The Swiss Times - Swiss News in English

Swiss Cantonal Court of Schwyz Must Investigate Cause of Mosquito Infestation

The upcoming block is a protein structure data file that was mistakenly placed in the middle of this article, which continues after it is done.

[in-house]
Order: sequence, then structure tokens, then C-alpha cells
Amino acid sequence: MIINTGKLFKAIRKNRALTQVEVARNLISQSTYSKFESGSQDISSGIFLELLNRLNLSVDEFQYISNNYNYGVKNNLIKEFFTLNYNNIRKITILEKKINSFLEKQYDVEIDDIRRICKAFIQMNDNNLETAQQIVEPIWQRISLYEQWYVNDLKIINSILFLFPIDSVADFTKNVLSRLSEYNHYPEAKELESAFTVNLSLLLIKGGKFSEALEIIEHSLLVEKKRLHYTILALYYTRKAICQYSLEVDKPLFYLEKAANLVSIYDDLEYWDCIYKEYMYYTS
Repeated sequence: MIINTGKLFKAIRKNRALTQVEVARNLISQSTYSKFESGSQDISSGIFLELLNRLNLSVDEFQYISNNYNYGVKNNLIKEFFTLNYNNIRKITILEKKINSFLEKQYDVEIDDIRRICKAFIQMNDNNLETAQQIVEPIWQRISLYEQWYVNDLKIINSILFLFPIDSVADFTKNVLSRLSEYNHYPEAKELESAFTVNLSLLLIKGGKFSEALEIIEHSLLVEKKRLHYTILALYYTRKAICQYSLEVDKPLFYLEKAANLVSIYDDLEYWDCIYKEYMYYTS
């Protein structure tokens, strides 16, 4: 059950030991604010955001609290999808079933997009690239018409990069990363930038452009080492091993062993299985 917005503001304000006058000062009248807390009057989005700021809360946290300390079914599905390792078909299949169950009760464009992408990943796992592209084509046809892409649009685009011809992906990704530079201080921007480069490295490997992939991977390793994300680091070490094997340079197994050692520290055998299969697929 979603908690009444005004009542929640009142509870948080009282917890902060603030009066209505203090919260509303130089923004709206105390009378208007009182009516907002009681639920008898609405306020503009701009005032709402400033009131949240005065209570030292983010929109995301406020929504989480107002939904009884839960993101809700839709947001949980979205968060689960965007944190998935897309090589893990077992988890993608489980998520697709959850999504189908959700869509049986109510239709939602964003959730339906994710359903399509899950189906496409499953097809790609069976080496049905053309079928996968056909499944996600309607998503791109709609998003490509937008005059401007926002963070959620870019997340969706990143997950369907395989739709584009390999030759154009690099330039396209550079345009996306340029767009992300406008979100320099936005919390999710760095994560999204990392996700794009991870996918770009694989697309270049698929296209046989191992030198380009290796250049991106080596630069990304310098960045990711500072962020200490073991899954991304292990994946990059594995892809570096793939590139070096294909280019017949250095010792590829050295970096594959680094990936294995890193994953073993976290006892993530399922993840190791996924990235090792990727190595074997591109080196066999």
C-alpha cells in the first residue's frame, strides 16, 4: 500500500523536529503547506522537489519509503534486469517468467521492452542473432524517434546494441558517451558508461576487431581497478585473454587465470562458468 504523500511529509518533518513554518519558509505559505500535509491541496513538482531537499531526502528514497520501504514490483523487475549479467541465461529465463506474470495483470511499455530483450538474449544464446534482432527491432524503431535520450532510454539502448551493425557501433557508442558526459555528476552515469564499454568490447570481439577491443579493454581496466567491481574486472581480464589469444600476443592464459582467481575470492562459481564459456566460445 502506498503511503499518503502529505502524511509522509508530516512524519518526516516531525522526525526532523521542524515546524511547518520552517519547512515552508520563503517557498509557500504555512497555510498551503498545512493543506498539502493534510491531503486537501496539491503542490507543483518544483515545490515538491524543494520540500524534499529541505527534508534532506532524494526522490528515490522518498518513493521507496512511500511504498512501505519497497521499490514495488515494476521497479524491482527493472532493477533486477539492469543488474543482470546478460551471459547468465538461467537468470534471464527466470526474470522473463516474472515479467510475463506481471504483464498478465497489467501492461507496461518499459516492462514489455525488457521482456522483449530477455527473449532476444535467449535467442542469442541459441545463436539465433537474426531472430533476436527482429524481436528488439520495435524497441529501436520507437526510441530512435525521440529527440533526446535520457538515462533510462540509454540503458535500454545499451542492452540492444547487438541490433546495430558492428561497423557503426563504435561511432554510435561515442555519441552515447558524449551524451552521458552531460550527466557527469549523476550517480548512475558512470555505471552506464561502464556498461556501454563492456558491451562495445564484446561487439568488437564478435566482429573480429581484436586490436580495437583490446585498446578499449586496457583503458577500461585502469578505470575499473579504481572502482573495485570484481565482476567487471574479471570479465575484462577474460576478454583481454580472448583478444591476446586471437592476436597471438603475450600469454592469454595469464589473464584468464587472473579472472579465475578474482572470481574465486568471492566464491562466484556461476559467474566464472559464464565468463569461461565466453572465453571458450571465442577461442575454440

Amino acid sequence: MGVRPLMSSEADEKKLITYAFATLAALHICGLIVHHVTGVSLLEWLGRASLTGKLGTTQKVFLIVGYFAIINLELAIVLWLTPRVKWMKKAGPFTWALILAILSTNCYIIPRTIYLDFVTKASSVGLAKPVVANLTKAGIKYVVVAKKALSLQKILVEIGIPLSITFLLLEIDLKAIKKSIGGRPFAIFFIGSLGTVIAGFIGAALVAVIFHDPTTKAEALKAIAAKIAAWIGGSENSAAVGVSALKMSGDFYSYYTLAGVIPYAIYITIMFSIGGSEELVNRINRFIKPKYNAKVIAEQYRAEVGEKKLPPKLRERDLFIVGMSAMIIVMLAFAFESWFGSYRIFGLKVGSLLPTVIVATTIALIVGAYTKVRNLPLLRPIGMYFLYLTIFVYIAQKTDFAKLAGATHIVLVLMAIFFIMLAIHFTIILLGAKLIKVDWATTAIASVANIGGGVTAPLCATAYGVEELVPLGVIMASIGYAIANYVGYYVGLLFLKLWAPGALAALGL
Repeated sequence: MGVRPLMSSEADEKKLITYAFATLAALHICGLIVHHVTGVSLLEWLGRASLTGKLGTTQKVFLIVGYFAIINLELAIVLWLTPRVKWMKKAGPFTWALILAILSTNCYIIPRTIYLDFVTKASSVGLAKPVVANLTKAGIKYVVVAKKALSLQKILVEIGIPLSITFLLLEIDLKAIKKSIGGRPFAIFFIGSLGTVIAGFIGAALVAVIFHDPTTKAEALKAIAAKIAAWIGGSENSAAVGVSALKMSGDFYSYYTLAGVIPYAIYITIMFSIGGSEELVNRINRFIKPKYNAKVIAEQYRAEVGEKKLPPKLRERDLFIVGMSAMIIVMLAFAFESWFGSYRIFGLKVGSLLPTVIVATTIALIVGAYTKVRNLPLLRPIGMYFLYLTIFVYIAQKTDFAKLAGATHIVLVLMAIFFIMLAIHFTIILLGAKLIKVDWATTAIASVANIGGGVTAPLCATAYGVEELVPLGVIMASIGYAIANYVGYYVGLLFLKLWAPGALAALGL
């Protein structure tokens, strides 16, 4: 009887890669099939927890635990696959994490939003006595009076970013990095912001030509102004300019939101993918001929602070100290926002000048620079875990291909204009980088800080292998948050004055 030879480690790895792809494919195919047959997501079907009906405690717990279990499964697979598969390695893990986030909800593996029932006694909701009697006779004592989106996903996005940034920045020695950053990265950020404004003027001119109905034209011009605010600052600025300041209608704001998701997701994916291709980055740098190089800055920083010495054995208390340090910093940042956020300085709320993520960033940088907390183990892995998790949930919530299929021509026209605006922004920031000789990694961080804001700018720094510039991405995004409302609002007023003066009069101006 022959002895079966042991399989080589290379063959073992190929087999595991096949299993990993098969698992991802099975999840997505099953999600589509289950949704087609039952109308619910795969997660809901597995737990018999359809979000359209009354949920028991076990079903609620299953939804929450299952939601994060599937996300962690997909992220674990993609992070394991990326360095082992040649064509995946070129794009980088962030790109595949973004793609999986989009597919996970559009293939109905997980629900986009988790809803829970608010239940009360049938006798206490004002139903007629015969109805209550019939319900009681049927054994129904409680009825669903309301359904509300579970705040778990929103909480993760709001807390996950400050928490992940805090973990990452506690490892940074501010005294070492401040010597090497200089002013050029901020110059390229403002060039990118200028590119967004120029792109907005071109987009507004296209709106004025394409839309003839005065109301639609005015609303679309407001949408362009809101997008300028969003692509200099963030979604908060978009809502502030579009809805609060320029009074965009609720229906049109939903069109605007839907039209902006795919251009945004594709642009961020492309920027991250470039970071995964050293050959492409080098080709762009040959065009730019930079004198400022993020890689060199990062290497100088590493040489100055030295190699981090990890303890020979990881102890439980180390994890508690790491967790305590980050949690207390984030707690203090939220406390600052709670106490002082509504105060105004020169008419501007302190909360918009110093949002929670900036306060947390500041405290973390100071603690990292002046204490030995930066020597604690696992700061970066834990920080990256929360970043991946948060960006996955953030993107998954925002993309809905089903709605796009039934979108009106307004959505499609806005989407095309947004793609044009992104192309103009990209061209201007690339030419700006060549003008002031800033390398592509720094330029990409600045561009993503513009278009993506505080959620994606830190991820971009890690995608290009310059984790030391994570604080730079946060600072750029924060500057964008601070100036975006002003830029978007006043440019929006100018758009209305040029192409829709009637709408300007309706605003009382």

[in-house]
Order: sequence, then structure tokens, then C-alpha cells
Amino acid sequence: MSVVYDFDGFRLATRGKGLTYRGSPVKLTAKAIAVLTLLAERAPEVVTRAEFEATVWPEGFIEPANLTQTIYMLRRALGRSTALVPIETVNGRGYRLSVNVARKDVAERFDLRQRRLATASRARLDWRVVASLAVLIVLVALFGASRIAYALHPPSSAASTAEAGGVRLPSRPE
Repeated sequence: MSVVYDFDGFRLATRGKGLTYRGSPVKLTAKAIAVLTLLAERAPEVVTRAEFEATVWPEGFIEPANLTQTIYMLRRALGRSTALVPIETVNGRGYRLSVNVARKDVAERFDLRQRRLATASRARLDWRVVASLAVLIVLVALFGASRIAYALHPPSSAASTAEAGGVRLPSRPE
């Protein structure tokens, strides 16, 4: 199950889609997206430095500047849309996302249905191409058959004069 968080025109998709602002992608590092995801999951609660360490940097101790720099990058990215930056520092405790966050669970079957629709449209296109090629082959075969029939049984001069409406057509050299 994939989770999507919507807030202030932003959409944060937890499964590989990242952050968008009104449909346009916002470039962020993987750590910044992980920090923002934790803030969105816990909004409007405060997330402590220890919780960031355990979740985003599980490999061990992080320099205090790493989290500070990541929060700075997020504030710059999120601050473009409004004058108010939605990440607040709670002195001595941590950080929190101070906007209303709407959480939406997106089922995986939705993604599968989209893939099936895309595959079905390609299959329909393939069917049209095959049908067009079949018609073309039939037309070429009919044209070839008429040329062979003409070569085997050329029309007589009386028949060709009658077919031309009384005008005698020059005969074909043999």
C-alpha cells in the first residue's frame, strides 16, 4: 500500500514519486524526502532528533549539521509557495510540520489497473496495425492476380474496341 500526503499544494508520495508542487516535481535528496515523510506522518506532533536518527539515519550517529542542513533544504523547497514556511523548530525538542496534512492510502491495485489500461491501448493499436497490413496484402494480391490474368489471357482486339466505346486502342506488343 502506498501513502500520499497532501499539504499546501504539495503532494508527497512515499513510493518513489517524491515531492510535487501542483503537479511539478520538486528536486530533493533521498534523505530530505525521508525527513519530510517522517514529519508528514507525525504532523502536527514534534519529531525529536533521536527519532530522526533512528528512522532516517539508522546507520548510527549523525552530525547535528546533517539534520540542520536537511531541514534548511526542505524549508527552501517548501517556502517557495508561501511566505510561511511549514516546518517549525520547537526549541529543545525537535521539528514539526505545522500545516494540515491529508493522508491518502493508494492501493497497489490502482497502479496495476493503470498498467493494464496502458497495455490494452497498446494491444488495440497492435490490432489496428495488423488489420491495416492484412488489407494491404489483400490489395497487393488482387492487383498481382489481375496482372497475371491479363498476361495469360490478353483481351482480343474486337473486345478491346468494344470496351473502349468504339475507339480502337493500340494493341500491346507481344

The Swiss Cantonal Court must further investigate the cause and extent of an alleged mosquito infestation on a rooftop terrace. The Federal Court has accused the court of insufficiently assessing evidence in a neighborhood dispute and making an arbitrary decision. Neighbors faced each other in court, with their apartments having a rooftop terrace. On one terrace, a four-square-meter pond has been standing since 2001, which is said to cause regular swarms of mosquitoes. The complainants filed a lawsuit demanding that the pond be removed, but were unsuccessful in their attempts at the District Court of Höfe despite a private expert opinion and an inspection, and in a second instance at the Cantonal Court of Schwyz. The Federal Court partially accepted the appeal of the alleged mosquito victims, as can be seen from the judgment published on Tuesday. However, it did not address the question of whether there is actually an excessive nuisance caused by mosquitoes from the pond. This must now be examined by the cantonal court. The cantonal court accused the complainant neighbor of not sufficiently substantiating the alleged mosquito infestation. They had neither claimed to have been actually stung by the insects nor explained what was meant by "enormous swarms of mosquitoes". The Federal Court has ruled that the cantonal court has exceeded the requirements placed on the complainants in its assessment. The complainants had to demonstrate when and under what conditions the swarms would appear. If the lower court was implying that the complainants had to count each individual mosquito, this cannot be accepted. The allegedly mosquito-damaged complainants also requested a court-ordered expert opinion, a request which was denied by the cantonal court. The Schwyz court argued that an expert opinion could not determine whether the swarms of mosquitoes were actually caused by the pond or if there was another cause. The Federal Court described this argument, which anticipated the result of the expert opinion, as "arbitrary". The cantonal court did not have the necessary expertise to make this assessment. Rather, an expert opinion appears to be an objectively suitable means of proof in this case. (Judgment 5A 86/2023 of 22 August 2023).


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